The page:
Shares of social media giant Twitter were up more than 3% to $61.43 (£44.62) during after-hours trading on Tuesday after the company reported increasing its daily users in its fiscal Q3 earnings report.
Over the last six months, the shares have lost nearly 7% in value, though they remain up nearly 13% on the year.
Ahead of the earnings release, investors were eager to see how Twitter would respond to the Facebook saga on Capitol Hill and Apple changing some of its privacy settings.
According to the company’s earnings statement, neither event seemed to have a big impact.
Twitter’s total users increased to a record-high 211 million, representing a 13% spike from 2020.
At the same time, the company brought in $1.28bn in revenue in Q3, a 37% increase from last year.
Advertising revenue totalled $1.1bn, an increase of 41% when compared to Q3 2020.
Three analysts at MarketBeat estimated Twitter would post revenues of $1.28bn and EPS of $0.05 during Q3.
Twitter also posted a net loss of $537m, driven primarily by a more than $800m settlement the company paid out during the quarter. This translated to a diluted EPS loss of $0.67.
Jack Dorsey, Twitter’s CEO, said he is “proud” of the company’s Q3 results.
“We’re improving personalisation, facilitating conversation, delivering relevant news, and finding new ways to help people get paid on Twitter,” Dorsey said in a press release.
Twitter also provided more information about its sale of MoPub to ad-tech company AppLovin earlier this month.
The deal is expected to close in Q1 2022 and the internal teams associated with the transition are expected to begin work soon thereafter. However, Twitter put on a caveat that “it will take time for their work to deliver results.”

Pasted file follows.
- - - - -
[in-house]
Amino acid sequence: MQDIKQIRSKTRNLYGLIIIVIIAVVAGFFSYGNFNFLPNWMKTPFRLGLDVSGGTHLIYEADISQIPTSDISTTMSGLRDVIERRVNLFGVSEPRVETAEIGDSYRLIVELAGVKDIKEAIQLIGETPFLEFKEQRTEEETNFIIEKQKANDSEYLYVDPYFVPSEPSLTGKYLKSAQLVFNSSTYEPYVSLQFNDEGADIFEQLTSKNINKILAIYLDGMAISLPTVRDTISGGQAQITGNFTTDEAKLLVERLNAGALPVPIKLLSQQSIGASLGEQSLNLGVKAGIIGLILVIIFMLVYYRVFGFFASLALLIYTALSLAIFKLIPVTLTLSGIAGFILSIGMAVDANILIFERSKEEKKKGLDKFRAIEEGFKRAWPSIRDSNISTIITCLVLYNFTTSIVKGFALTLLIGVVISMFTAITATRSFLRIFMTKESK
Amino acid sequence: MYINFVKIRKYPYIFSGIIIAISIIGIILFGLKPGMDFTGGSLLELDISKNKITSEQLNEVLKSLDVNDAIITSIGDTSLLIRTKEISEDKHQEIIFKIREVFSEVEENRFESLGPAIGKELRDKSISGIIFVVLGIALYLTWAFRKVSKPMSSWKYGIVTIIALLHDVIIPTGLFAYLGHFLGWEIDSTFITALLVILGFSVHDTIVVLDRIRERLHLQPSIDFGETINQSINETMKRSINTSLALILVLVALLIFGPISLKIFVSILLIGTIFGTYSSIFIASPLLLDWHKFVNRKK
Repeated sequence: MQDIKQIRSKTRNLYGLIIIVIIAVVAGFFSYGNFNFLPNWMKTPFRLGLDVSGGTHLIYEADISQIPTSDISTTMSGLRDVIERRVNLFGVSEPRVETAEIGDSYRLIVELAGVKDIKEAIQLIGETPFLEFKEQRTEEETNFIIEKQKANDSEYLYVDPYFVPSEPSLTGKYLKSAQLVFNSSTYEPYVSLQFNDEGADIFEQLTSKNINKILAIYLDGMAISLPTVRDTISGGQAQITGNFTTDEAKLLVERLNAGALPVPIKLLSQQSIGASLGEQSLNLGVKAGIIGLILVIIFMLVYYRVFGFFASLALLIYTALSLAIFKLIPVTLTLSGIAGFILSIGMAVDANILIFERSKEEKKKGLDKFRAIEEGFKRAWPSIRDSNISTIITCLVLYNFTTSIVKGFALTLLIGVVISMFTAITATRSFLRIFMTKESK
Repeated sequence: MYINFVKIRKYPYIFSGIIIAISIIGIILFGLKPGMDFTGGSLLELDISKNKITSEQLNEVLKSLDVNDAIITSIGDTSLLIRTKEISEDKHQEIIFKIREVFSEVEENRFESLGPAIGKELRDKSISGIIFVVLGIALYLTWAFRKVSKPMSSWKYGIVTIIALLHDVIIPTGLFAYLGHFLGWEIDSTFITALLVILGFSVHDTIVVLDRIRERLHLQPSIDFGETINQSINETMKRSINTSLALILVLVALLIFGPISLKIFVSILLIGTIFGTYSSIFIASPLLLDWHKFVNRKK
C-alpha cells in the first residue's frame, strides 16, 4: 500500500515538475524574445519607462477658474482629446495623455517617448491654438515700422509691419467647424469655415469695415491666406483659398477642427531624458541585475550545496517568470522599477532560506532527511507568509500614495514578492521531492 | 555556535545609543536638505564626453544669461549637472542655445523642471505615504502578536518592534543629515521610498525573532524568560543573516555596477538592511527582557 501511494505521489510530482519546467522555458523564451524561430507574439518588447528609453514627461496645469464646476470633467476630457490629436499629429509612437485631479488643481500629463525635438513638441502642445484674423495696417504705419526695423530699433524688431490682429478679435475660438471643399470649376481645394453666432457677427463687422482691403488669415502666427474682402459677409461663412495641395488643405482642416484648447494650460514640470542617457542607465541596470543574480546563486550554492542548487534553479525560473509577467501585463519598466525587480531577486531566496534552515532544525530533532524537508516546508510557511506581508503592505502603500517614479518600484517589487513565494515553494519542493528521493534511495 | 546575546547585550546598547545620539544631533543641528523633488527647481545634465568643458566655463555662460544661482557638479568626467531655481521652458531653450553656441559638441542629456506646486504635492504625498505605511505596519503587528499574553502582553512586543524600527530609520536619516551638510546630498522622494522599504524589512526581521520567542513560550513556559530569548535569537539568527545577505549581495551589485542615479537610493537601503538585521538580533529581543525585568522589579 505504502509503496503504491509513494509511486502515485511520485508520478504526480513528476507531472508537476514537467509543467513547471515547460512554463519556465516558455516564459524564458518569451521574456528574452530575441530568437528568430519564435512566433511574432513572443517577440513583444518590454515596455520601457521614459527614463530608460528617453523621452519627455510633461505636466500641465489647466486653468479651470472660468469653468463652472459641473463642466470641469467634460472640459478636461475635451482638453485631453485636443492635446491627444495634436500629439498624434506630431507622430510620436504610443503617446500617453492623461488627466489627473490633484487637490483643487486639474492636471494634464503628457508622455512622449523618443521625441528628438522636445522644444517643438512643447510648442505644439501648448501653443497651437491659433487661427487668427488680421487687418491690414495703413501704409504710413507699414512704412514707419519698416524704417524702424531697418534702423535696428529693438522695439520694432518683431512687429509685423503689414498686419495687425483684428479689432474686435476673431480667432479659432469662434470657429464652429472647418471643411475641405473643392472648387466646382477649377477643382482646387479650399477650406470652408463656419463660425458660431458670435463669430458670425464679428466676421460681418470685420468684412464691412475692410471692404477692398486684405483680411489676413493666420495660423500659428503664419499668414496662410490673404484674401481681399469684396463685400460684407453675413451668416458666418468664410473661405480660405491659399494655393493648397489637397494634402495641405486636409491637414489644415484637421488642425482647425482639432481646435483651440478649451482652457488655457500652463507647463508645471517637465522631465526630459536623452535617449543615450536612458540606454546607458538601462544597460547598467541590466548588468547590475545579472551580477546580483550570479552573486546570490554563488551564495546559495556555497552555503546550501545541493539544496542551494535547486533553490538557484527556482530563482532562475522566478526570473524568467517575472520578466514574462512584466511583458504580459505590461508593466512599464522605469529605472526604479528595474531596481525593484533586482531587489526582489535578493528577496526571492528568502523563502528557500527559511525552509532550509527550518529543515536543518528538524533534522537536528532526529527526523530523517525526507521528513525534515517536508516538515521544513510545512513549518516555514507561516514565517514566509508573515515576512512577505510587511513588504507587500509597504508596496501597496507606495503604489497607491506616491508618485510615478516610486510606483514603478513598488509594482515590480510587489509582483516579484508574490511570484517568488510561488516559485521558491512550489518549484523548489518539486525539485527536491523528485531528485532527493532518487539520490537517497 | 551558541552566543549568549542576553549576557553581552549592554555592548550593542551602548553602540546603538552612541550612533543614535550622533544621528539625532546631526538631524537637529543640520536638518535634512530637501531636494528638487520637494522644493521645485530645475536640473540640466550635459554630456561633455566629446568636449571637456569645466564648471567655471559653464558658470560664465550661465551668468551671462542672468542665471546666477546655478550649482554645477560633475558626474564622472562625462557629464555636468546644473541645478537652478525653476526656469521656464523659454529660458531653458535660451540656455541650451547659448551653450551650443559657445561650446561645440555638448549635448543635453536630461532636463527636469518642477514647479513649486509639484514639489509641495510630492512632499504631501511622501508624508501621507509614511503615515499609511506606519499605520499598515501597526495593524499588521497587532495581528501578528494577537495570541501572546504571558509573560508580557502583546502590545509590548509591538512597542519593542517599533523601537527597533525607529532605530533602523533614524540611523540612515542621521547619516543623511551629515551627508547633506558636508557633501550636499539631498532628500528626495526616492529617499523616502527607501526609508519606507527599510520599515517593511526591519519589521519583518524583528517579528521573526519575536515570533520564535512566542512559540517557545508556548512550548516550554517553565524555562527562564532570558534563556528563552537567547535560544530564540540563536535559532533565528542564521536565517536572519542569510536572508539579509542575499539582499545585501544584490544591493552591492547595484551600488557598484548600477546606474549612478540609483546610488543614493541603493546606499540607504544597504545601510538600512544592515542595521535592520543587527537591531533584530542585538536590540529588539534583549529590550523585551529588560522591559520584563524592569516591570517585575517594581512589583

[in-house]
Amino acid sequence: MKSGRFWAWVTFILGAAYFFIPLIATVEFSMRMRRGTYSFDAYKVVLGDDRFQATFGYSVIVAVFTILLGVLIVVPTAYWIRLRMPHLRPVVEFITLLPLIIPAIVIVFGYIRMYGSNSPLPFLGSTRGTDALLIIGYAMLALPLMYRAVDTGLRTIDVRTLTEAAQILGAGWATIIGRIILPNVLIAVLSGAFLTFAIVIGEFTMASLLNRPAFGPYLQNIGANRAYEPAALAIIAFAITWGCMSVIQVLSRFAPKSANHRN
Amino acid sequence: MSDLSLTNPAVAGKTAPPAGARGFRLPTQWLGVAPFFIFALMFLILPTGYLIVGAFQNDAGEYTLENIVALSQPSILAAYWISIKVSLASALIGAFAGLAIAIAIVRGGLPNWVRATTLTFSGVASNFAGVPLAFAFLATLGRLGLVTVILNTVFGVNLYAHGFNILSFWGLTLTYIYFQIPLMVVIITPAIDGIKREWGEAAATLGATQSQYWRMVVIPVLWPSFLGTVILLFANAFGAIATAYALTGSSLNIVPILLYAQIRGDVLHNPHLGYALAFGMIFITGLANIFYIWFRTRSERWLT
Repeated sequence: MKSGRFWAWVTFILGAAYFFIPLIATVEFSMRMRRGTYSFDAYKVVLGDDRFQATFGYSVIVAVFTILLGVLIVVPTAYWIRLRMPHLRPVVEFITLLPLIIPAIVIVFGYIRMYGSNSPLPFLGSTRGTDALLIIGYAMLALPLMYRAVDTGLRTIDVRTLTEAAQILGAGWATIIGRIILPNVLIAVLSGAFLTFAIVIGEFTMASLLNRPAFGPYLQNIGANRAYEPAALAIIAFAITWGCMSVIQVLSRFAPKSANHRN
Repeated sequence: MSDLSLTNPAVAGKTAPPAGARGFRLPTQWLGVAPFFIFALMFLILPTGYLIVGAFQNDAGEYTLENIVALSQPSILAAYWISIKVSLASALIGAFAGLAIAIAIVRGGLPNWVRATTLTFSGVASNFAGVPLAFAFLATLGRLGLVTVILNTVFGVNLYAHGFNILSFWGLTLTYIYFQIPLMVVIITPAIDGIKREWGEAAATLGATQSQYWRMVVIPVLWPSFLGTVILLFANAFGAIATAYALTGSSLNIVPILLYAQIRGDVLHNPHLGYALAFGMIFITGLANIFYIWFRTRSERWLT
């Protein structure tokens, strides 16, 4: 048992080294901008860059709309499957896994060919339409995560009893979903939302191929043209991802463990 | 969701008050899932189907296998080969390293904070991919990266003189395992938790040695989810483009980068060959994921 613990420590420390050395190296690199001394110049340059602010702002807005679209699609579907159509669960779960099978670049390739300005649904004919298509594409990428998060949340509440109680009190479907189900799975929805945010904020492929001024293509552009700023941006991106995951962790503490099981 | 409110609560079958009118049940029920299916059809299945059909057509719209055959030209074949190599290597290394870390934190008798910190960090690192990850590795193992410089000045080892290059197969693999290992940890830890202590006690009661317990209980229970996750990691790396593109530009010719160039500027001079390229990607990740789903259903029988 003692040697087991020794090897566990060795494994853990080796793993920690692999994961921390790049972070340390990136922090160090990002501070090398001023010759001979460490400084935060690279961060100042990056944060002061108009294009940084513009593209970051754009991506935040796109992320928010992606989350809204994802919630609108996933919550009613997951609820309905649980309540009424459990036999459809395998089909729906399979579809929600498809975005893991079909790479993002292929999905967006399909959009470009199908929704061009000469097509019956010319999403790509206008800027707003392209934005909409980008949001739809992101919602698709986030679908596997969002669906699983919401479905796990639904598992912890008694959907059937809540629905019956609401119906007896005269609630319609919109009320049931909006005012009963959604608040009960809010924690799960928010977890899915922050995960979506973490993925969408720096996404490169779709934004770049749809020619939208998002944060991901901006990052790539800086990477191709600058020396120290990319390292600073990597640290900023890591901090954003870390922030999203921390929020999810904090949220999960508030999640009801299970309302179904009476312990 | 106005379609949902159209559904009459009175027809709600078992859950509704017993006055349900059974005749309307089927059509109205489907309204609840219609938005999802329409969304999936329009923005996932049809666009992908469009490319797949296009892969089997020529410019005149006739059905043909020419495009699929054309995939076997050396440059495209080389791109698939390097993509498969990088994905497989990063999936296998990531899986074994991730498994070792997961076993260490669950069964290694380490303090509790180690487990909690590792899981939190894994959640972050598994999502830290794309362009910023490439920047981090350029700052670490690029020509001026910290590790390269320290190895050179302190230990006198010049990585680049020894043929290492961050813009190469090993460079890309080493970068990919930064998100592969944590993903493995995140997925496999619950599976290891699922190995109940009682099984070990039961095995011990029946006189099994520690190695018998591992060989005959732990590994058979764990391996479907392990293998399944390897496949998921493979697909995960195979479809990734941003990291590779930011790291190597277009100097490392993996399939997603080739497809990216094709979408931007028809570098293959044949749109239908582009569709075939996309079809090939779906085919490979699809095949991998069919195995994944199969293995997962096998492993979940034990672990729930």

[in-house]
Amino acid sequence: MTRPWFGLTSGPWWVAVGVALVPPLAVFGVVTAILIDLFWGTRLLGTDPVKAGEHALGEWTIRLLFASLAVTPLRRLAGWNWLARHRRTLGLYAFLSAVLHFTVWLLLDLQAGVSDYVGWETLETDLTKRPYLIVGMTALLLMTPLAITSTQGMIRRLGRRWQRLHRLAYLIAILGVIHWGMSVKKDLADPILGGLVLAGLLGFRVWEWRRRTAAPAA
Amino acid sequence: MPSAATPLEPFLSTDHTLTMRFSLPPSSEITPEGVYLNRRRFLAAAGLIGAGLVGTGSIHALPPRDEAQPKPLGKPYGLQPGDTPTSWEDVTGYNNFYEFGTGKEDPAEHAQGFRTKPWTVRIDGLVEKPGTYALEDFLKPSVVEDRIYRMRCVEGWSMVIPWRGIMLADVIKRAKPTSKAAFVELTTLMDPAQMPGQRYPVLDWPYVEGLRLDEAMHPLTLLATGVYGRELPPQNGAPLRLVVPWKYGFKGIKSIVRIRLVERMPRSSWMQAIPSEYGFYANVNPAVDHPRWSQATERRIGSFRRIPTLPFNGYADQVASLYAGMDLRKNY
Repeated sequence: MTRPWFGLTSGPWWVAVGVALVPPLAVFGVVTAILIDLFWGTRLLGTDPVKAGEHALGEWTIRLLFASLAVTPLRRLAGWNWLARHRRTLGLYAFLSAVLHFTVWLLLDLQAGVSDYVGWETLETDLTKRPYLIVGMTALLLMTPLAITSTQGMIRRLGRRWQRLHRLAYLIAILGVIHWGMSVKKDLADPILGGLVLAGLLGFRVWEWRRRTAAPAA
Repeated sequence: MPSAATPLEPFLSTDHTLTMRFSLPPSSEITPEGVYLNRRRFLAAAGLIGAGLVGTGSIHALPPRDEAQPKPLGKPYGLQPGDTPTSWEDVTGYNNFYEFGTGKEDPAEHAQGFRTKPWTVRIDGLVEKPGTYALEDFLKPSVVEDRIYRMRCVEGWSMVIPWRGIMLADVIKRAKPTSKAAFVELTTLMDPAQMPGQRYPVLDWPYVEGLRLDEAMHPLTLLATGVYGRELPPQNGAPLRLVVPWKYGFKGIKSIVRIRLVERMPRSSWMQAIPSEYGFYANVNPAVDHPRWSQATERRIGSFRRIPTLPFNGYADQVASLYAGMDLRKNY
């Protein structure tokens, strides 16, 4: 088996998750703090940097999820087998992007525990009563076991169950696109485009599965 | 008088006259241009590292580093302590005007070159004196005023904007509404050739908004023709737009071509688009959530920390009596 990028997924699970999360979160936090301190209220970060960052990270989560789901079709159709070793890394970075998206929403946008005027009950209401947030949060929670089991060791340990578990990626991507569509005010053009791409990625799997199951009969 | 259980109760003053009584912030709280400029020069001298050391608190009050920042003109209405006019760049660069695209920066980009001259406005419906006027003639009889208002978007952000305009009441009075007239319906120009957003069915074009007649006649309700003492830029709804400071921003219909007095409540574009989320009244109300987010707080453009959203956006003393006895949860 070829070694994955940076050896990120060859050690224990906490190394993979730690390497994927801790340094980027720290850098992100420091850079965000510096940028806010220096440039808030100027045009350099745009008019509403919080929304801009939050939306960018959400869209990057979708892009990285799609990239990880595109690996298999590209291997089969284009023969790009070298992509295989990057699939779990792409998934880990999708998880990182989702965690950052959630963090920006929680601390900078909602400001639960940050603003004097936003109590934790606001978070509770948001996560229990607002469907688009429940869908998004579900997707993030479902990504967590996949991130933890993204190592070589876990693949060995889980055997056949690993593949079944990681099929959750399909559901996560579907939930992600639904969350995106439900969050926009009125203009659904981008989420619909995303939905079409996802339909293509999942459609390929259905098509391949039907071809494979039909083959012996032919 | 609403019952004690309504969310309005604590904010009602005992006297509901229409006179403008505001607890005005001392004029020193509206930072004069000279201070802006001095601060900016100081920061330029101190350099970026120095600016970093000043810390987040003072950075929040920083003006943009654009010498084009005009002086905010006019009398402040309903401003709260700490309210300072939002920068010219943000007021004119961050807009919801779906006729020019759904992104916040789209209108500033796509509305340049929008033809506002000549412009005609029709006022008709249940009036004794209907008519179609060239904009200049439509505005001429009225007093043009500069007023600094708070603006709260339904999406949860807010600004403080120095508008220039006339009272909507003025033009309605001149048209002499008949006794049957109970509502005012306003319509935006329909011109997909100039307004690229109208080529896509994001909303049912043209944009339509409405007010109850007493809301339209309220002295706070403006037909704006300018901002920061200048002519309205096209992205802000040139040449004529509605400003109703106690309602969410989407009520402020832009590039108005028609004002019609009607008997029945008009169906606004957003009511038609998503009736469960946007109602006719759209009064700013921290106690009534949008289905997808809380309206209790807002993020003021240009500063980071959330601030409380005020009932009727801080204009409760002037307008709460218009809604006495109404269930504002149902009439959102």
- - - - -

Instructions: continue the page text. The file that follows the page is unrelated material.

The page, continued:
Because of this, Twitter does not anticipate recouping the total revenue associated with the sale next year, which the company estimates to be between $200m and $250m.
Despite these changes, Twitter still anticipates bringing in more than $7.5bn in revenue next fiscal year and increasing its market share by approximately $150bn.
In Q4, Twitter expects its total revenue to be between $1.5bn and $1.6bn with a stock-based compensation of approximately $175m.
The company also expects its revenue to increase faster than its expenses even though the company expects to build a new data centre next year that will make up approximately 20% of its expenses.
Ned Segal, Twitter’s CFO, said the company’s performance is a sign that its focus is paying off.
“We continued to drive increased value for our advertisers thanks to revenue product innovation, including progress on our brand and direct response offerings, strong sales execution, and a broad increase in advertiser demand,” Segal said.
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